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Posted 21 Apr 2019

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Creating a Console Based Window for Debugging

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21 Apr 2019CPOL3 min read
This article will show how to selectively add a Console window to Win32 or even MFC programs for debugging purposes.
The purpose of this article is to explain how to build a centralized function for logging and how to display log entries in real time using a Console window which can be opened throughout the run time of the application, regardless of its type (Win32, MFC, etc.).

The Building Blocks

A proper logging function should have the flexibility to accept any number of arguments of various types such as date, numeric and strings. First, I will introduce the types of information that can be included in each log entry.

The Calling Function

It is possible to always know the name of the function that invoked each log entry. To do so, we add a parameter to our WriteLogFile() function and call it via a MACRO that automatically added as the first parameter the following preprocessor directive: __FUNCTION__ (see this article).

General Information

We would normally wish the log entries to include general information such as:

  • Current date and time
  • Date and time when the application has started
  • (Optional) Date and time when the application was created

Counting Our Cycles

This is something not every application needs, but some do. If your application has a main event loop, you would usually start with some initializations, and then start this loop until the application is terminated. You may want to count how many times this loop occurred.

Setting the Text and Background Color

The following function can be used to set both text and background colors of the text. The function should be called by a wrapper based on criteria set to make it easier to view the log during runtime. For example, distinguishing between information log entries and errors / warnings, and also setting different colors for different types of urgency.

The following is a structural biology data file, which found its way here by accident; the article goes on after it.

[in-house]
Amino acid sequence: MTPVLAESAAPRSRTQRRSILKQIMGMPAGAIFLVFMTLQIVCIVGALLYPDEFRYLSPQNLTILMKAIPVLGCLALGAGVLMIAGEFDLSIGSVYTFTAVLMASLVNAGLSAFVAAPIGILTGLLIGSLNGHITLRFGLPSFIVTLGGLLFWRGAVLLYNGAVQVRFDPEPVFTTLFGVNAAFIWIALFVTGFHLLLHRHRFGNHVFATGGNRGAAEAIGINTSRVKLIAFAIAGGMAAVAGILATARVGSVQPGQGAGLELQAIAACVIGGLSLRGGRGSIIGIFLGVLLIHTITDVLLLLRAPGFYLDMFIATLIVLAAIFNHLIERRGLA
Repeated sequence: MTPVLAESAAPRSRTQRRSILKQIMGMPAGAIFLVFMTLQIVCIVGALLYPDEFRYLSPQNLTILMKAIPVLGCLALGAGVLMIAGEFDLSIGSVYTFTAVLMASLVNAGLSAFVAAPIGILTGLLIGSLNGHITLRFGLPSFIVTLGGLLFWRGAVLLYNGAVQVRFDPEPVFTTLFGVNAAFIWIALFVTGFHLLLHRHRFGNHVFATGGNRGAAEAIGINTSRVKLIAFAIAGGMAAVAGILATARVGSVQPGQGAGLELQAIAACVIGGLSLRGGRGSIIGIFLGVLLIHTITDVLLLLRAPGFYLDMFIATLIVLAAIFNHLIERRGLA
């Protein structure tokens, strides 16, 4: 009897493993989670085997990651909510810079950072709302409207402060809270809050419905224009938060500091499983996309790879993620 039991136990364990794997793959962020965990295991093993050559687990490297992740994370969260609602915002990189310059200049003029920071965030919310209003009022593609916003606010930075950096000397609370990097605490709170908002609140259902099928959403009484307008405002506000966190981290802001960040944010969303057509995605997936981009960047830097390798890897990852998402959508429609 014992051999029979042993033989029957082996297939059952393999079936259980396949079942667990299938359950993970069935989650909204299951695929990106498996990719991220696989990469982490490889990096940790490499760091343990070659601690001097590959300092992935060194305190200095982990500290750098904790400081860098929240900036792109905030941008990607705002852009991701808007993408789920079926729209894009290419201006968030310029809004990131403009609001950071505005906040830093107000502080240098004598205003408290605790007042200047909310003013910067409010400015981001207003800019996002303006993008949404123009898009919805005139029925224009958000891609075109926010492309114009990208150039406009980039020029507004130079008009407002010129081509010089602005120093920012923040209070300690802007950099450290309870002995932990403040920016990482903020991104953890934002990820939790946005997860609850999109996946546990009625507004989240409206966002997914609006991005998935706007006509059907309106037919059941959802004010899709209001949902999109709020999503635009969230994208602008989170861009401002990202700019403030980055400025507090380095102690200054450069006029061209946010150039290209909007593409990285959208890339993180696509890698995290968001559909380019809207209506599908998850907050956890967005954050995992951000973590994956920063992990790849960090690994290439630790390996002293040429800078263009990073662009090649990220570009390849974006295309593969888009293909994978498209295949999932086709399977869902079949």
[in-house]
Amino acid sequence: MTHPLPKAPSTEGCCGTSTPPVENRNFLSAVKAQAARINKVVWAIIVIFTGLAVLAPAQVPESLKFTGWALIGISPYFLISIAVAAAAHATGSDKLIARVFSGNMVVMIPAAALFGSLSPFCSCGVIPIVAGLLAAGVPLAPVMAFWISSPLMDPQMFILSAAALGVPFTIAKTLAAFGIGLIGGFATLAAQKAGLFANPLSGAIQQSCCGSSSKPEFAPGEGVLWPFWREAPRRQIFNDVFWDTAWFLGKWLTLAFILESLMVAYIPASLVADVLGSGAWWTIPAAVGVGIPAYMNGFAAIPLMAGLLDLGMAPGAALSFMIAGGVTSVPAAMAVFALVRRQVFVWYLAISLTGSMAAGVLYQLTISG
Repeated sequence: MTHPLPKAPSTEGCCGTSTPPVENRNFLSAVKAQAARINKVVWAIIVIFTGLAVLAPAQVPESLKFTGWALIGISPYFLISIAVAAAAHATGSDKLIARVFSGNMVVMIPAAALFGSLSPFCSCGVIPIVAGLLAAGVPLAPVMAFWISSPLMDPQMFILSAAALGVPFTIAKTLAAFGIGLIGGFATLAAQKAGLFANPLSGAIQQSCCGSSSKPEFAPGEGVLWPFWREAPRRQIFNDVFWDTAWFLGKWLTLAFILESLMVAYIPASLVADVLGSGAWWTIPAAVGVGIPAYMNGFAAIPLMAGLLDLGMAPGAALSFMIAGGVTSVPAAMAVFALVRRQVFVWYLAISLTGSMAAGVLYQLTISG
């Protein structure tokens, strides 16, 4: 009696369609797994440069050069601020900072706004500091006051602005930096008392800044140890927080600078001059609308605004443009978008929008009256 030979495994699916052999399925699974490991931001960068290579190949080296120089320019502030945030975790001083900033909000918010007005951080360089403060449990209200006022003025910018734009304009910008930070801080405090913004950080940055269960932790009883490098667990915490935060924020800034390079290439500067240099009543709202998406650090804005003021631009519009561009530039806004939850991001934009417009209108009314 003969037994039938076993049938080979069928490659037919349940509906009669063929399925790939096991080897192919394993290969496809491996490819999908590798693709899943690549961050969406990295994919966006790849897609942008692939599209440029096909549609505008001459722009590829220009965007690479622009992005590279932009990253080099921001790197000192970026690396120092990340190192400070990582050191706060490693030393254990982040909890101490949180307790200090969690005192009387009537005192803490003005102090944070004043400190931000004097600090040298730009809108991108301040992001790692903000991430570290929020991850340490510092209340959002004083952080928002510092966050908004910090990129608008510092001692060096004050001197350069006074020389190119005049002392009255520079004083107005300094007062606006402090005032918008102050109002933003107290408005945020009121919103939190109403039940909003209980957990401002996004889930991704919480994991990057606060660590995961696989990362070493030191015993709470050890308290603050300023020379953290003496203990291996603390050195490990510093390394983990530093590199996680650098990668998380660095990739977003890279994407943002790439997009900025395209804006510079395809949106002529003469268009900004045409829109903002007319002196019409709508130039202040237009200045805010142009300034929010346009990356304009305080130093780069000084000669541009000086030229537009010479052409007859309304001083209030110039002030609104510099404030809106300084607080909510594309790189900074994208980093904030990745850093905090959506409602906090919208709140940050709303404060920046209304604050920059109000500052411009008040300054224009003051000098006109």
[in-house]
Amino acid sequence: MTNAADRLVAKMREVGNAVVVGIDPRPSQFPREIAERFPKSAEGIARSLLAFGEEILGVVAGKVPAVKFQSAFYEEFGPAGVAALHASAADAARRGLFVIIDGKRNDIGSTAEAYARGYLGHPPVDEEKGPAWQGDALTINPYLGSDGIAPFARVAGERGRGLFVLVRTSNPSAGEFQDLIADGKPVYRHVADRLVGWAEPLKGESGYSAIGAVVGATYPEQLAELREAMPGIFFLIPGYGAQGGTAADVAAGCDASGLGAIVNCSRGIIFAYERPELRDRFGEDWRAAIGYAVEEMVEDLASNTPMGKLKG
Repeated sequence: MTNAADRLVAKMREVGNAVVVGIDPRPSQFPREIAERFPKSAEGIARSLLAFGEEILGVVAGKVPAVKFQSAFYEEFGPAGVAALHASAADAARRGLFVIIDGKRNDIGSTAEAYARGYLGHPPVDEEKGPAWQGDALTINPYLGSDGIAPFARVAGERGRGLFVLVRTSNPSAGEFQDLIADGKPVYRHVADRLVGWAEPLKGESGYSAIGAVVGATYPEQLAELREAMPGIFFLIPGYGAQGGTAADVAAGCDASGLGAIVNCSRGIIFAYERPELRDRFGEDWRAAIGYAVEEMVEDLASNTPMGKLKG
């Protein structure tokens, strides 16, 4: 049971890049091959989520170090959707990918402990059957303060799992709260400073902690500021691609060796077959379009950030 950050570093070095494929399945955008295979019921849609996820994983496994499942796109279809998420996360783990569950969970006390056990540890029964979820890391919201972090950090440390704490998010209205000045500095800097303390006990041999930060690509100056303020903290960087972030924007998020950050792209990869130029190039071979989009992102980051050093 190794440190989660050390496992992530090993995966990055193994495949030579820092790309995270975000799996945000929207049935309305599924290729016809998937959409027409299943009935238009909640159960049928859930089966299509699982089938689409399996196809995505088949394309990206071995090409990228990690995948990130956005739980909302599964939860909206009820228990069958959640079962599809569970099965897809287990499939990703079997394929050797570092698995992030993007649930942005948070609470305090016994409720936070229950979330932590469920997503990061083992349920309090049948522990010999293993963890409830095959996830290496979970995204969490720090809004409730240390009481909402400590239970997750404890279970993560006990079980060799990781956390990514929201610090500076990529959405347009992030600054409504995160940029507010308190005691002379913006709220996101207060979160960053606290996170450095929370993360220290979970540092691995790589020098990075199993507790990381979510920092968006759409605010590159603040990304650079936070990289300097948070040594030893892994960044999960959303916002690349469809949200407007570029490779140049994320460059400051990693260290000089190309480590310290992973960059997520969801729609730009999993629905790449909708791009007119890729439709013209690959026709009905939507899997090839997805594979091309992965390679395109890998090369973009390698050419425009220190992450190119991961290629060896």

C++
inline void setcolor(int textcol, int backcol)
{
    if ((textcol % 16) == (backcol % 16))textcol++;
    textcol %= 16; backcol %= 16;
    unsigned short wAttributes = ((unsigned)backcol << 4) | (unsigned)textcol;
    HANDLE hStdOut = GetStdHandle(STD_OUTPUT_HANDLE);
    SetConsoleTextAttribute(hStdOut, wAttributes);
}

Defining Logging Levels

With the following code, we define different levels for logging allowing later to display log entries based on the selected "Logging Level".

C++
// Logging Level
    typedef enum
    {
        minimal = 1,           // messages that must be displayed 
        normal = 2,            // messages that would normally be displayed
        verbose = 3            // messages that don't necessarily need to be displayed
    } LoggingLevel;

We can then use MACROS to select the desired Logging Level as a parameter to WriteLogFile().

C++
#define LOG_VERBOSE utils::LoggingLevel::verbose
#define LOG_NORMAL utils::LoggingLevel::normal
#define LOG_MINIMAL utils::LoggingLevel::minimal

However, we need to define two different set of Logging Levels:

Log Message Level: Let's say a function has a call to WriteLogFile which we think should not be displayed in most cases. We then want to define this specific message as "Verbose".

Application Level: Now, we would want to define dynamically are we now in "Verbose", "Debug" or "Minimal" mode. We do that with these MACROS.

C++
#define LOGGINGTYPE_NONE 0
#define LOGGINGTYPE_SIMPLE 1